It is not only when issuing vouchers that the question of the license requirement arises. A retailer who distributes vouchers of a third party issuer must also deal with this question. Incidentally, the obligation to obtain a permit does not exist because of the distribution service (i.e. because the trader offers the vouchers for sale on nice shelves). But in most cases, the distributing retailer will accept the purchase price for a sold voucher from the purchaser of the voucher and transfer it to the issuer. This is basically a payment service for which license is required.
However, there are two constellations in which the collection of the payment price in voucher sales does not require a license:
- A license obligation does not exist if the retailer distributing a voucher acts in his own name and acts like a genuine seller. To understand what this means, let us form a simple comparative case: When a do-it-yourselfer buys a bucket of paint at the hardware store, the cashier of the hardware store will take the purchase price for the bucket of paint. The finance department of the hardware store will pay part of the purchase price to the wholesaler or the manufacturer of the paint. In this situation, however, hardly anyone would think that the hardware store needs a license to provide payment services. This is because the hardware store will enter into its own purchase contract for the paint bucket with the do-it-yourselfer and will provide advice and assistance to the do-it-yourselfer if something is wrong with the paint.
It’s much the same with vouchers. When a retailer enters into a direct sales contract with the purchaser over the voucher and assumes the warranty for the right associated with the voucher, he is not providing a payment service by settling the purchase price. Instead, he receives the purchase price for himself and pays part of it as a purchase price to the issuer of the voucher. In practice, the demarcation between such buy/sell transaction and a payment service is not always easy. This is also due to the fact that the requirements defined by BaFin for a buy/sell transaction are not very clear-cut.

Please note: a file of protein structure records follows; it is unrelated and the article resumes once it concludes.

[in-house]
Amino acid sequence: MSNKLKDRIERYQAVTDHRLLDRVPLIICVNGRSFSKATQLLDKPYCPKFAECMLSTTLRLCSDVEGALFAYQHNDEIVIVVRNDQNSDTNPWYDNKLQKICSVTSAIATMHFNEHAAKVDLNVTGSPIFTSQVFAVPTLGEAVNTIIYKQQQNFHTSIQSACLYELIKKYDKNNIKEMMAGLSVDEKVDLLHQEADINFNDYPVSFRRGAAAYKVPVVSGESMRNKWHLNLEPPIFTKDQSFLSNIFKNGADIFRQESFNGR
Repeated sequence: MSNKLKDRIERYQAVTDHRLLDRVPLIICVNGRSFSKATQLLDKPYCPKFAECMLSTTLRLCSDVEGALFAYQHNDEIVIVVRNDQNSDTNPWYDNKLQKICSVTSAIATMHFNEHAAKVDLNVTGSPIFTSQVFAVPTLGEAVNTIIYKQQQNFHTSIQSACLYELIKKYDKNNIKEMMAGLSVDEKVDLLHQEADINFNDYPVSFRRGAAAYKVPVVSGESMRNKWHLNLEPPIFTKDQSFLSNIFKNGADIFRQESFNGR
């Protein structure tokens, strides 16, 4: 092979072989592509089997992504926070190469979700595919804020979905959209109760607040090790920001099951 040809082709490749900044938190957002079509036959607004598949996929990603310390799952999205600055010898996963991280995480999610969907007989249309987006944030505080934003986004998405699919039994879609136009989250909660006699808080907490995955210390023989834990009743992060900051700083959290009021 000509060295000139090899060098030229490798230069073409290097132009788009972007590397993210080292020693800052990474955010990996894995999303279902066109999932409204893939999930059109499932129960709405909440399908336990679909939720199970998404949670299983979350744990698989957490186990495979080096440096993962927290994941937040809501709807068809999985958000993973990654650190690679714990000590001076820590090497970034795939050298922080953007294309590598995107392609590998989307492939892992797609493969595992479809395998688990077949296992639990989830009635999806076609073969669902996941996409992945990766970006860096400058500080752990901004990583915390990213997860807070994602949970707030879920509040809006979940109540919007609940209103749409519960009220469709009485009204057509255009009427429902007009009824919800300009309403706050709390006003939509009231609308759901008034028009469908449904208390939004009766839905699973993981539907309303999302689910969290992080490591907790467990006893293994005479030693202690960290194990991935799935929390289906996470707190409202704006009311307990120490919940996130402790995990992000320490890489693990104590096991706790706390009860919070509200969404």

- Even if a retailer does not sell a voucher in his own name, but brokers a purchase contract between the issuer and the purchaser, the settlement of the purchase price does not always lead to a duty to obtain a license. In many cases, the merchant will be able to make use of the so-called commercial agent exception. This exception states that a retailer who sells the issuer’s products as a commercial agent may, under certain conditions, also settle the purchase price without thereby providing a payment service. Unfortunately, these “certain conditions” are rather vague. This is because BaFin defines requirements that are not explicitly stated in the law. In addition, BaFin distinguishes between POS sales at the cash register and sales on the internet. Unfortunately, this makes it difficult to form a simple rule of thumbs…except, of course, for the phrase: “It depends”, which you often hear from lawyers.
Cover picture: Copyright © Adobe Stock / Andrey Popov
This is a very good piece. My team is currently doing a similar inquiry about potential license/authorization requirements for the issuance of vouchers in several jurisdictions and (a) and (b) seem to be ubiquitous criteria to answer that question. What is not very harmonised, in my view, is the interpretation and application of both the commercial agent and limited network exemptions (not even within the EU) as much as they exist elsewhere
This is excellent and very helpful in setting out the relevant legal issues, particularly for jurisdictions that have not yet addressed these issues with much detail and clarity. Thank you!